Rich's Rant: Don't Shut Denver Trade Door

The Denver Broncos took advantage of a team desperate for a quarterback in their deal with the Chicago Bears. Now, can the Browns take advantage of Denver's windfall? Rich Passan opines...

What a terrible price the Chicago Bears paid to acquire the talents of quarterback Jay Cutler from the Denver Broncos Thursday.

Giving up two first-rounders, a third-rounder and quarterback Kyle Orton in exchange for Cutler and a fifth-rounder is just insane enough to wonder what the hell Bears were thinking.

Credit Broncos owner Pat Bowlen with legal larceny. Both hands were showing as he swindled the Bears, who have been starving for a great quarterback since Hall of Famer Sid Luckman led the Monsters of the Midway nearly 70 years ago.

The deal just perpetuates the notion that stupidity always runs rampant throughout the National Football League. Fortunately, it didn't pay a visit to the Fort Berea Bunker this time.

But just because Cutler is gone and everyone seems happy, except those suitors who believed they could land him, let's not discount the possibility of the Browns remaining on course with the Broncos.

If I'm Eric Mangini and George Kokinis, I'm on the phone with Bowlen asking him how comfortable he is with Orton as his starting quarterback.

I'm asking him if his coach, Josh McDaniels, is truly at ease with Orton handling the huddle this season in Denver.

The lanky quarterback from Purdue has had a shaky career in the NFL. He has shown it doesn't take much to shake his confidence. Is that the kind of quarterback McDaniels wants?

It is entirely possible, however, that McDaniels believes he can transform Orton into something more than a journeyman type quarterback who has trouble making the difficult throws. After all, Orton did have a very productive collegiate career.

It is entirely possible McDaniels believes that if he can turn Matt Cassel into a good quarterback, as he did last season in New England when Tom Brady went down in the season opener, Orton should be easy.

Cassel was nothing more than a career backup in college and the NFL until McDaniels went Prof. Henry Higgins on him. (My Fair Lady reference for you Broadway fans.) He nearly took the Patriots to the playoffs.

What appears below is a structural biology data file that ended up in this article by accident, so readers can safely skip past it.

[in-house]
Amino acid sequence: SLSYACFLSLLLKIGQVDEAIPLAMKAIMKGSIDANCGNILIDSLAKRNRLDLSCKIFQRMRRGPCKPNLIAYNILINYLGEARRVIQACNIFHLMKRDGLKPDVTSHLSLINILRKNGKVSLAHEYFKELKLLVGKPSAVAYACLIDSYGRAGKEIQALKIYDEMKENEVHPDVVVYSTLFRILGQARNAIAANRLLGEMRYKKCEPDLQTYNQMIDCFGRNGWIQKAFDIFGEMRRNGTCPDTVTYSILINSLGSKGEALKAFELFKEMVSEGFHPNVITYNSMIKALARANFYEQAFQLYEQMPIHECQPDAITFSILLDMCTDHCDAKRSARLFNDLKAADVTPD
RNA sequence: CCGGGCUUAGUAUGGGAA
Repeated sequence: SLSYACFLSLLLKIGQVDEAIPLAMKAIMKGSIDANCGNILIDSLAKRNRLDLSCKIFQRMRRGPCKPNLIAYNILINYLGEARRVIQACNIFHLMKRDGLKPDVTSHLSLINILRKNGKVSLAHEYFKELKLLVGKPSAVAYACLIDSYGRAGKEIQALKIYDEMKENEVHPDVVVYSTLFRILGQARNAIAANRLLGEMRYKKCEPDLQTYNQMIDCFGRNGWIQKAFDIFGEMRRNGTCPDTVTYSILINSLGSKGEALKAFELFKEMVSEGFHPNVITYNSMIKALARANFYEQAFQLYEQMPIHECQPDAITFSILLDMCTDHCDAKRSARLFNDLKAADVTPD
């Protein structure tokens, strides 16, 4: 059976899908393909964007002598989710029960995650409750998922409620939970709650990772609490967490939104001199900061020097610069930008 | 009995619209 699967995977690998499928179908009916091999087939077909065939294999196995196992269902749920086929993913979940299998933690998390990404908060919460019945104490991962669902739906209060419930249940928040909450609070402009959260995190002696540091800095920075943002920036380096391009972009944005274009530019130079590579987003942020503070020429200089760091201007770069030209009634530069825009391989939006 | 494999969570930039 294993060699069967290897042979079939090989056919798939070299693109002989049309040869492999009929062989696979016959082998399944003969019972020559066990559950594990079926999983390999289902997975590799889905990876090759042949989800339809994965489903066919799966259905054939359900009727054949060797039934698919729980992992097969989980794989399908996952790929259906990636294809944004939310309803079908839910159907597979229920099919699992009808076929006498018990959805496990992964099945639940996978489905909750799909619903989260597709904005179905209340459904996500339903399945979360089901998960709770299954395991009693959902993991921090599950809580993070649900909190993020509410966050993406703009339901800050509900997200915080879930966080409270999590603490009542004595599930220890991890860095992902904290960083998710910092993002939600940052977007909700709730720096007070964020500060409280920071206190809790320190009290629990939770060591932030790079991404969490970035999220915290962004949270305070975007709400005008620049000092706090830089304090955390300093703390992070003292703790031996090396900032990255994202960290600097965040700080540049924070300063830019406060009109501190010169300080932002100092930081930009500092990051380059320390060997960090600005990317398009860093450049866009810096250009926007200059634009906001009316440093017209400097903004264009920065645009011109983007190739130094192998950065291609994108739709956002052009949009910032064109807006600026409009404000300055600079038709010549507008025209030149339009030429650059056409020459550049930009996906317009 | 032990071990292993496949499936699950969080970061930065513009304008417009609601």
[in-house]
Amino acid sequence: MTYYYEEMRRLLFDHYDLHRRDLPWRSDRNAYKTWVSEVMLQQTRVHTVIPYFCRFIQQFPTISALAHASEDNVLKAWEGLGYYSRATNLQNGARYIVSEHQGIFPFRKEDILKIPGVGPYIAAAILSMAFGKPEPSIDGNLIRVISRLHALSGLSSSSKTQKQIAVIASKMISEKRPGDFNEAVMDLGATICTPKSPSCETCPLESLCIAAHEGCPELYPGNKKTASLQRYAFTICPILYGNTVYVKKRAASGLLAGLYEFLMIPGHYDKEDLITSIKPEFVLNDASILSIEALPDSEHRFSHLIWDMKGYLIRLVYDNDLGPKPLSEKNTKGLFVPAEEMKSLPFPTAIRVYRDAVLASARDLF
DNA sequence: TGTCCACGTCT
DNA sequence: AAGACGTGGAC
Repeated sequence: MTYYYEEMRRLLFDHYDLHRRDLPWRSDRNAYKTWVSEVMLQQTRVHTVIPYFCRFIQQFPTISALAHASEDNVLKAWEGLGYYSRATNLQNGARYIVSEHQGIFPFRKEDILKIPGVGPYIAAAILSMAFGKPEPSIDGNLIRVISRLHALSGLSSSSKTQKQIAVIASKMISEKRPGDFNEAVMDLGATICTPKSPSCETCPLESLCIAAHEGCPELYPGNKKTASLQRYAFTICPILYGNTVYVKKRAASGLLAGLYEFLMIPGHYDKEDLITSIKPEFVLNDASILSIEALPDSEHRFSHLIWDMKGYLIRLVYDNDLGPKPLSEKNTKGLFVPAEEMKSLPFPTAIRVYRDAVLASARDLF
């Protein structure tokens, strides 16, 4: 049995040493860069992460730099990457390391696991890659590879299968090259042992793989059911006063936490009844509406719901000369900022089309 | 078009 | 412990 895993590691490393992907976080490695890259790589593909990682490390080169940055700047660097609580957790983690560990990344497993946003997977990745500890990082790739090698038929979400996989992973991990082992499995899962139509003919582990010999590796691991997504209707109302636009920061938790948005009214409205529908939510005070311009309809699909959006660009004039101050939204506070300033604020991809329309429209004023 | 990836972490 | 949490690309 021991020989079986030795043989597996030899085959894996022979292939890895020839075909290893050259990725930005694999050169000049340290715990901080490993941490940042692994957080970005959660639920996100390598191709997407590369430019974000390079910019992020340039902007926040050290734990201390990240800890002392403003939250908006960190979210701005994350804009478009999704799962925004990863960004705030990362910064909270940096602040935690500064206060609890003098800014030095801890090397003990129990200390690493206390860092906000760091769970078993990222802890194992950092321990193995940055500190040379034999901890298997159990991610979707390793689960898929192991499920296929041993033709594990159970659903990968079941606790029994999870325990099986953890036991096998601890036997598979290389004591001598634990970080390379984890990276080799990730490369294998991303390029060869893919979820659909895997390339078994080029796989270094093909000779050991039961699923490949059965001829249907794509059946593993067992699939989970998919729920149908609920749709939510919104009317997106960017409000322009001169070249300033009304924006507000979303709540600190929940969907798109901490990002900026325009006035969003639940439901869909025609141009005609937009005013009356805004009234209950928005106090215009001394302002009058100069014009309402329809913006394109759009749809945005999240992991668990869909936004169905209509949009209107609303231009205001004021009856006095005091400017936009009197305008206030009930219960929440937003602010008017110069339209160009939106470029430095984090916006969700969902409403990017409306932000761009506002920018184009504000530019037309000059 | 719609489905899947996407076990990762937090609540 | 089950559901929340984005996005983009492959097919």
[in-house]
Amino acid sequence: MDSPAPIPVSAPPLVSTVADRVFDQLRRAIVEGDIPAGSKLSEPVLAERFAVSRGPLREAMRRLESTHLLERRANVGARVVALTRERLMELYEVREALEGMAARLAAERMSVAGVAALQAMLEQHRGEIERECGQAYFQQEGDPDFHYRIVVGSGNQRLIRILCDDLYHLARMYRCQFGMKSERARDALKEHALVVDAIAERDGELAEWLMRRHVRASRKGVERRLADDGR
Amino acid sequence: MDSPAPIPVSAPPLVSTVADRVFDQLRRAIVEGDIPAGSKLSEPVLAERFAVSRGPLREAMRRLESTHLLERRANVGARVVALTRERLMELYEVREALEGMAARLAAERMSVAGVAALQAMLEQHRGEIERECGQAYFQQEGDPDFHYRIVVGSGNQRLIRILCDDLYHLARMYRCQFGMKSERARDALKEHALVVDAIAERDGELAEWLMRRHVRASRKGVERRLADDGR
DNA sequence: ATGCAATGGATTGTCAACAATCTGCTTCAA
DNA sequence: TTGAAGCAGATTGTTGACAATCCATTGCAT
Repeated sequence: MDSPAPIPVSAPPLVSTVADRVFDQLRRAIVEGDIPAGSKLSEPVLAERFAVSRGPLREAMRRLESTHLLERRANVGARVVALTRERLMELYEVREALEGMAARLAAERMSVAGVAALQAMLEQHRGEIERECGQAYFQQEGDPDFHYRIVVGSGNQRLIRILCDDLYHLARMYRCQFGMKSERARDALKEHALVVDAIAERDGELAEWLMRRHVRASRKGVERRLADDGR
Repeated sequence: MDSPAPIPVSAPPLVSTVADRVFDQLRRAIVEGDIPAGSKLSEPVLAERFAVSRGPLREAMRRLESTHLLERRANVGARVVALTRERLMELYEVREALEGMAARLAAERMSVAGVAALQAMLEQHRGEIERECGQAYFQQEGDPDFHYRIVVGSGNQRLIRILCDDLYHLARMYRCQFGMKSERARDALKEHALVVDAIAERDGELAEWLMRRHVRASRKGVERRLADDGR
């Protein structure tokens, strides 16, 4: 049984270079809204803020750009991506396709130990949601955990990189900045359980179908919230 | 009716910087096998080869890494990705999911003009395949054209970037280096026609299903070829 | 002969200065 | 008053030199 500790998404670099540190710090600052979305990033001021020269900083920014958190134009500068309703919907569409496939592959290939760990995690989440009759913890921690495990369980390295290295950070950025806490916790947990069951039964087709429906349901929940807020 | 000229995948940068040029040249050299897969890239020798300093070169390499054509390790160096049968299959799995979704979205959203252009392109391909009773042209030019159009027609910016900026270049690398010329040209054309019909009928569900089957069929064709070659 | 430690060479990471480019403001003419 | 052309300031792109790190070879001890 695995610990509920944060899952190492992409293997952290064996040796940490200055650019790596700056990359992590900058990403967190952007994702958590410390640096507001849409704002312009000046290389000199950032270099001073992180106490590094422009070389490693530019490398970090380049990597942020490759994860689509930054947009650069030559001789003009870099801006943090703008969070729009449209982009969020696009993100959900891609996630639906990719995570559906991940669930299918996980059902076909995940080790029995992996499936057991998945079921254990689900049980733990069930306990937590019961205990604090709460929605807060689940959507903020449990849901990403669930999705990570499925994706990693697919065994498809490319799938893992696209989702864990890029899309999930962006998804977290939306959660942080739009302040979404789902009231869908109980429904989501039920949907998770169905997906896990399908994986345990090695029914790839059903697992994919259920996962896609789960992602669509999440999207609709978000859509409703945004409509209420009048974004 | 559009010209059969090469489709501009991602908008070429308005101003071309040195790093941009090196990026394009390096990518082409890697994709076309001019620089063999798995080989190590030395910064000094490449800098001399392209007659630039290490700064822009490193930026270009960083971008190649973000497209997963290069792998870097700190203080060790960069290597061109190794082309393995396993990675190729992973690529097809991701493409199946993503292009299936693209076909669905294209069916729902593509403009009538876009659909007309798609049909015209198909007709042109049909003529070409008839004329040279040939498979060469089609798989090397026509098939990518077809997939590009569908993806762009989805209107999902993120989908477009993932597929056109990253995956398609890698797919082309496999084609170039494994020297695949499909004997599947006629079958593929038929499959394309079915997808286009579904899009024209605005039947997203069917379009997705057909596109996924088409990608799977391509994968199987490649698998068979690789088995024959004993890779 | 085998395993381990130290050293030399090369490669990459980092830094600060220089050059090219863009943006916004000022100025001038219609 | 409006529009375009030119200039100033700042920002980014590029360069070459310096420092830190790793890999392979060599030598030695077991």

But the prospect of landing Brady Quinn might give McDaniels some pause. There is a common bond, both men having learned offensive football under Charlie Weis.

It would be surprising if that doesn't translate into some sort of meaningful dialogue with the Broncos. Again, if I'm Mangini/Kokinis, I would dangle Quinn or at least explore the possibility with Bowlen. McDaniels would at the very least give a listen.

Opening the season with a quarterback tandem of Orton and Quinn, or Quinn and Orton, would give the Broncos probably the best depth at that position in the NFL.

And all it would take is a first-round pick. Quinn for the Broncos' second pick in the first round (No. 18), the one they received from the Bears. That way, they'd still keep their first pick this year (No. 12), the Bears' first pick next season and still have Quinn, who would certainly be better than anyone they would get at No. 18 this year.

If they could pull off that swap, Mangini/Kokinis would be more than justified picking off a quarterback with the fifth pick of the lottery. Someone like, say, Mark Sanchez of Southern California.

That would fit right in with the Mangini plan. He is definitely taking large steps in stamping his label on the Browns. Has anyone noticed how quickly the Phil Savage guys are disappearing?

Quinn and Derek Anderson are Savage guys. Sanchez, if this all plays out, would be a Mangini guy.

This is not to intimate this will happen. But the landscape is such that it is hard to believe the Broncos are willing to play an entire season with Orton as their quarterback.

Following Cutler, whose star was rising rapidly in Denver, will not be easy for Orton, who will always be known as the guy the Broncos received in the controversial trade. The pressure to succeed will be almost as high for him as it was for Aaron Rodgers, who succeeded Brett Favre in Green Bay.

Rodgers was following a legend, of course. But Cutler had developed a large following in Denver and his rapid departure stunned his fans.

Quinn would not face that kind of pressure since he would be a byproduct of the deal and the fans' expectations would not be nearly as great. At least not at first.

If the Browns can't convince the Broncos a deal for Quinn is the best way to go, the Browns' status remains quo and Mangini's pronouncement of a training-camp battle this summer remains intact.

I can live with that, too.

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